How to Be More Extroverted in 7 Steps

March 13, 2019 • Shannon Flynn


We live in a very extroverted society. People are expected to be sociable regardless of how draining it is. For introverts who prefer their own company rather than social niceties and ambiverts who exhibit both introverted and extroverted traits, living in modern society is exhausting. If you identify as an introvert or an ambivert, what can you do to become more extroverted? Here are seven easy steps for you to follow to make surviving this extrovert-centric society a little bit easier.

1. Make It a Performance

Many of the most talented actors and performers in the world identify as introverts, but they make their living putting themselves out there in front of thousands of people every single day. Countless famous individuals, from Nicole Kidman to Lady Gaga, admit to feeling shy or preferring to avoid social situations. So how do they manage to be in the limelight all the time?

To them, it’s a performance. It’s another persona that they can step into to take some of the pressure off themselves. The Lady Gaga you see at a concert is not going to be the same person as the Stefani Germanotta that you meet if she invites you over for lunch. Take the time to create yourself an extrovert persona that you can step into when you need a bit of extra help with the social necessities of the modern world.

2. Be Observant

Unless you never leave your house, you’re going to be surrounded by energetic extroverts in your daily life. Take the time to observe them — study their mannerisms and how they approach different situations, then figure out how you can adopt these behaviors in your daily life. This step isn’t a fool-proof method, but learning to mimic the behaviors of the extroverts you interact with in your daily life can give you enough bricks to build up your performance persona.

3. Smile More

Imagine two people standing in front of you. One has their arms crossed over their chest, their head down and their shoulders hunched. A frown crinkles their features, and they won’t meet your eyes. The other is standing with their head up, shoulders back, arms hanging loosely at their sides and a smile on their face. Which person seems more approachable to you?

Body language is essential when it comes to learning how to become an extrovert. Your posture, position and expression can sometimes say more to someone than the words that come out of your mouth. Practice smiling more, whether you’re giving a smile to your Starbucks barista or a random person walking down the street. Take the time to learn how to read body language in others as well.

4. Become an Active Listener

Introverts have a leg up here, as they tend to be excellent listeners already. Practicing active listening — paying attention to the conversation rather than letting it flow over you — as doing so can make it easier to engage with the people around you. You can use this information to move the discussion forward or determine if they want to end it and move on to the next person.

This step ties in with our last step of learning to read body language. You can tell by watching people whether they’re interested in a conversation or just standing there because of the rules of social engagement. Think back to the two people you imagined a moment ago. Which one of them wants to continue the conversation with you, and which one wants to escape to the safe comfort of social media?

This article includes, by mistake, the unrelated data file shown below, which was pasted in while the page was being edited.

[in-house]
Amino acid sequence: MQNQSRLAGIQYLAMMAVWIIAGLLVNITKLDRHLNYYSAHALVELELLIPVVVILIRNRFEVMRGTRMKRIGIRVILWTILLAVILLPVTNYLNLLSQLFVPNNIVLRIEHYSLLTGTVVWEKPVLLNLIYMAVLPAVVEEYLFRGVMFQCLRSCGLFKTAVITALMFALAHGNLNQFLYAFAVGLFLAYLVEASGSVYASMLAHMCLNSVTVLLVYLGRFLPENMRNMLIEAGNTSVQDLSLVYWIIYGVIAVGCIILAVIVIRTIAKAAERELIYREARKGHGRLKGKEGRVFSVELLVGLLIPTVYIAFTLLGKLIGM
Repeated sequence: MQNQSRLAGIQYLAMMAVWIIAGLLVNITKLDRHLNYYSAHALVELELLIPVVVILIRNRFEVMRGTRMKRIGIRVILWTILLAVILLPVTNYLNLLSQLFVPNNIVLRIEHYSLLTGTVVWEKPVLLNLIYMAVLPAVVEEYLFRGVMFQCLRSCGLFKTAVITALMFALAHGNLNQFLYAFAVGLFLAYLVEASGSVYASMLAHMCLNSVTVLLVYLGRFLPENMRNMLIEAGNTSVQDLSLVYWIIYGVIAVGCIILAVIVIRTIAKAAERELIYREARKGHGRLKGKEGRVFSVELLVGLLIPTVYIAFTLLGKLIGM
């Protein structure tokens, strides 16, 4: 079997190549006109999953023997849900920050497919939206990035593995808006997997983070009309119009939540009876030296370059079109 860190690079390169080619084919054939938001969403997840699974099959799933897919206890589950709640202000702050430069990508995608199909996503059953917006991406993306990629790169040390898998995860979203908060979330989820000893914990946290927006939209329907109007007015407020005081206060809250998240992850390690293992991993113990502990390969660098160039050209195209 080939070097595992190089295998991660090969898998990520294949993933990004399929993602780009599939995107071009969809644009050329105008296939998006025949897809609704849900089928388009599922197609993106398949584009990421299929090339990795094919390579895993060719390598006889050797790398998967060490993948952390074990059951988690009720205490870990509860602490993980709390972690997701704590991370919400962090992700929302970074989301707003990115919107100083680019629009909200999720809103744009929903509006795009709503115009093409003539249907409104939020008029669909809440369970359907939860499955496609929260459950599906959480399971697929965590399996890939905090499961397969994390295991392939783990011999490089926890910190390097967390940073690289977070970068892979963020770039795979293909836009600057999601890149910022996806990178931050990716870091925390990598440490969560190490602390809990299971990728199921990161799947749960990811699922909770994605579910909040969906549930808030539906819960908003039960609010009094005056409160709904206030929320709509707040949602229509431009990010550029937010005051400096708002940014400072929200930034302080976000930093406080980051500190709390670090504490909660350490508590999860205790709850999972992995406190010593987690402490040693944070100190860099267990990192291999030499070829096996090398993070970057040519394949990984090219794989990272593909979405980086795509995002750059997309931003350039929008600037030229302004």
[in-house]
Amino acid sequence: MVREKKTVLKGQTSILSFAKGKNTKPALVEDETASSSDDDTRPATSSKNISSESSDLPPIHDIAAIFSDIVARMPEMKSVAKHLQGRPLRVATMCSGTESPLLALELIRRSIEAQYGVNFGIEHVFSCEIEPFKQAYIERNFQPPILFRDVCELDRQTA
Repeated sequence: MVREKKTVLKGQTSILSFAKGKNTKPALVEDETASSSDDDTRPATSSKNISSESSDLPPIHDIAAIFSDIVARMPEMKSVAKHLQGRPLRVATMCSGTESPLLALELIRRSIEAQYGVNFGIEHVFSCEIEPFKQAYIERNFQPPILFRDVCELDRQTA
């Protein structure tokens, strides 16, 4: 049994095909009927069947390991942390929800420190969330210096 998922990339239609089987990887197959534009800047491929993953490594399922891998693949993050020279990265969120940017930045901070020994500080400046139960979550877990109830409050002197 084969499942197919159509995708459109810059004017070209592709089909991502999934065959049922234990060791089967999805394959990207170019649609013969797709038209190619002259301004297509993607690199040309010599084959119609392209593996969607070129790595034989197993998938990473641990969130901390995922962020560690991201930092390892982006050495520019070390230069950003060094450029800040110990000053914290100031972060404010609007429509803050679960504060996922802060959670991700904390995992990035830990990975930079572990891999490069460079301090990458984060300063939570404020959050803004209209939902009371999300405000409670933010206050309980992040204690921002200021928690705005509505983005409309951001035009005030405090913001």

5. Put Down the Phone

This one can be challenging for introverts. As soon as a situation gets uncomfortable or too populated, we retreat to our phones, returning to our hard-earned wallflower status. If you want to be an extrovert, the first thing you need to do is put down the cell phone. Leave it in your pocket or purse, and actively try to engage with the people around you. Don’t be a wallflower — instead, put yourself in the middle of the room or the center of the action, and make yourself available for conversation.

6. Take Baby Steps

The transition from extrovert to introvert isn’t something that will happen overnight, especially if you’re an inherently shy individual. This transformation is something you’ll have to approach with baby steps — and expect to take one step forward and two steps back at the beginning. Don’t let it discourage you. Your brain is wired for introverted tendencies, and it takes weeks — at the very minimum — for your mind to write new pathways to let you be more extroverted without ending up exhausted.

7. Recharge Afterward

Step seven is the most crucial one for introverts who are beginning the long journey toward extroversion. Take the time to recharge after every encounter — your mental health is more important than being social at an office party.

You may find that over time, you need less and less time to recharge as your brain begins to rewire itself, but until you reach that point, your recharge period is essential. Spend some time on your own, get a hobby or surround yourself with people who refill your introvert batteries instead of draining them.

Find Your Extroverted Side

Rewiring your brain is never an easy task, but it’s necessary if you want to learn how to be more extroverted. Be patient with yourself, and take all the time you need to recharge afterward. You might be surprised at how much you enjoy being an extrovert.